After last year's passing of NPR journalist, author, wiccan priestess, and C&C alumna, Margot Adler
, members of C&C's Class of 1960 gathered, both physically and virtually, to pay tribute. Their memories were gathered into this 10-page document
. Classmate Willa Zakin Hallowell
wrote a tribute to Margot which was edited for the recent Alumni Newsletter. It appears in full as an introduction here.
Tribute to Margot Adler: April 16, 1946–July 28, 2014 – C&C Class of 1960
by Willa Zakin Hallowell '60
Margot Adler’s death, at age 68, was a shock to all of us who had known her since childhood. Even though we knew that she had been struggling with cancer for over three years, we still couldn’t imagine a world without this vibrant, multi-talented, larger-than-life woman. She had always been a presence in our lives. Such a premature exit was most definitely not in her plans!
There already have been many tributes to Margot, especially to Margot the public persona. She had a successful three-decade career as a much-admired reporter for NPR, during which she reported on a wide variety of topics. My mother said that she could always recognize Margot’s stories, because they were tightly constructed, well organized, and wonderfully written and spoken. In 1982, Margot received one of the most coveted prizes in journalism, a Nieman Fellowship to study at Harvard. Typical of Margot, she decided to take courses with both E.O. Wilson and Stephen J. Gould, who were often on opposite sides of professional issues. She enjoyed being there in the middle, learning from both of them. In addition, Margot was a sought after speaker. It seemed to me that Margot was always either just about to return from or leave for yet another speaking engagement.
Yet, to me and to others in our C&C class of 1960, she was above all our classmate, playmate, and friend. As a child, she displayed many of the qualities and talents that came to be associated with her as an adult. In addition to her native intelligence and her highly developed analytical and writing skills, we all knew that Margot had a beautiful alto singing voice. She and another deceased classmate collaborated on musicals that were just as good as some that have made it onto larger stages. Many of us can still sing the songs these two wrote. On play and sleepover dates she was an imaginative and fun companion, always stepping beyond the barriers of the commonplace into ideas, conversations, and games with which to delight her fellow explorers. I loved sleeping over at her house, because I knew that something exciting was bound to happen. She was also kind, never using her abundant sense of humor against others – something that truly stood out among pre-teen girls!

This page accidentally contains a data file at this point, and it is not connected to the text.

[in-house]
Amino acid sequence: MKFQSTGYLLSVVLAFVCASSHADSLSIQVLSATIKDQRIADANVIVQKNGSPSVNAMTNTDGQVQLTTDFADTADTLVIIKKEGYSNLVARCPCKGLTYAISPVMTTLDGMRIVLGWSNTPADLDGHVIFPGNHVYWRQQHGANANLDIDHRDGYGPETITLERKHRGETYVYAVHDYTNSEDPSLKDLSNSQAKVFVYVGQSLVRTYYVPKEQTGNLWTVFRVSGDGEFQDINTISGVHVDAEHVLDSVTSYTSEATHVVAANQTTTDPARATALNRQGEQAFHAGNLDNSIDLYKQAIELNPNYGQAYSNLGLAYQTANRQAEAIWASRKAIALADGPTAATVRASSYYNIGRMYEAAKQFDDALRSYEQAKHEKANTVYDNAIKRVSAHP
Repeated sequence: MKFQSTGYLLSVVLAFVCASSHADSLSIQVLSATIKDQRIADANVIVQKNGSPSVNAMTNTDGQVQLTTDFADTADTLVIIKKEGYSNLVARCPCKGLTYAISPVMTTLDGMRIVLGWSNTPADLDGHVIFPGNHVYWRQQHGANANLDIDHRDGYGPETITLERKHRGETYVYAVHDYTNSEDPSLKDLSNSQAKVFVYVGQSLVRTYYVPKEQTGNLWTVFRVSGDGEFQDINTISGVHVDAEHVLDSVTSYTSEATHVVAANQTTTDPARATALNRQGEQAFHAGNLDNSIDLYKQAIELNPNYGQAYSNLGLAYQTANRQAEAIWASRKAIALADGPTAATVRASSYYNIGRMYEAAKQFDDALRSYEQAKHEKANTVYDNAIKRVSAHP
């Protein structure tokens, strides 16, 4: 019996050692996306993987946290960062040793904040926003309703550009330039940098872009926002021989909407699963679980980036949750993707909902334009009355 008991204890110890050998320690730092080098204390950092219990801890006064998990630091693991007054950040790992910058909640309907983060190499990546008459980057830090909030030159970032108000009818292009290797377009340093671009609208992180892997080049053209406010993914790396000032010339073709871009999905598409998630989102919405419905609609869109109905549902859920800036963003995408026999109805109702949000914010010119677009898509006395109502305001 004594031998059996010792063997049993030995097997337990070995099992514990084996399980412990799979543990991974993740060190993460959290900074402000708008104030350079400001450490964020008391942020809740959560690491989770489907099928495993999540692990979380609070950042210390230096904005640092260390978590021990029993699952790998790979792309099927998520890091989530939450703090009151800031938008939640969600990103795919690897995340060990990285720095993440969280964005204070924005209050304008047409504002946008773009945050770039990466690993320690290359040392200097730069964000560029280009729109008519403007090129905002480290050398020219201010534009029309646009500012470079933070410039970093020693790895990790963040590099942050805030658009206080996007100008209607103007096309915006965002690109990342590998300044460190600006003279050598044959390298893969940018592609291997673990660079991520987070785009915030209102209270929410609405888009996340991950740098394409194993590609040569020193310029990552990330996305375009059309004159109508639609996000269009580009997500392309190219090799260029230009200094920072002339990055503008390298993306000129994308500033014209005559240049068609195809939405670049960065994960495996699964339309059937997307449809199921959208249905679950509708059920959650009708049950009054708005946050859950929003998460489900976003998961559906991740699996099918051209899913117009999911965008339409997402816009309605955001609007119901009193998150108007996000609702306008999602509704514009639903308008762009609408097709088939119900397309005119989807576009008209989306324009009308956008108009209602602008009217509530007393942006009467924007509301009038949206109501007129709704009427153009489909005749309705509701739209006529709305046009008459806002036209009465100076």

Since our graduation, Margot proved to be an inspired spokesperson about what C&C had meant to her. She tried to stay in touch with many of us. After all, we had shared the same C&C experiences – experiences that helped define the adults we all became.
Margot was the granddaughter of Alfred Adler, the well-known Viennese psychiatrist. Her father, Kurt, ran the Adlerian Institute in NYC. Margot often joked that becoming a psychiatrist was like going into the family business. So when, instead of following in the footsteps of family members, she announced that she was going into the Wiccan tradition, many people were shocked (my parents included). But those of us who were her friends saw this as another example of Margot’s following her passions and curiosity. She remained a leading member of the Wiccan community until she died.
At Margot’s Memorial service, suitably held on Halloween, representatives from all of Margot’s communities attended, speaking, singing, and celebrating her life together.
For me, Margot was not only a lifelong friend, but one of the most fearlessly original people I knew. She insisted on living life fully and living it the way she wanted to. The fact that she made it work for herself was a beacon for us all.
In 2010, Margot lost her husband of 33 years, John Lowell Gliedman, to inoperable stomach cancer. Our hearts go out to their 23-year old son, Alex Dylan Gliedman-Adler, who was beside Margot during her illness and death.
Click on the links below to read more about Margot’s life and work: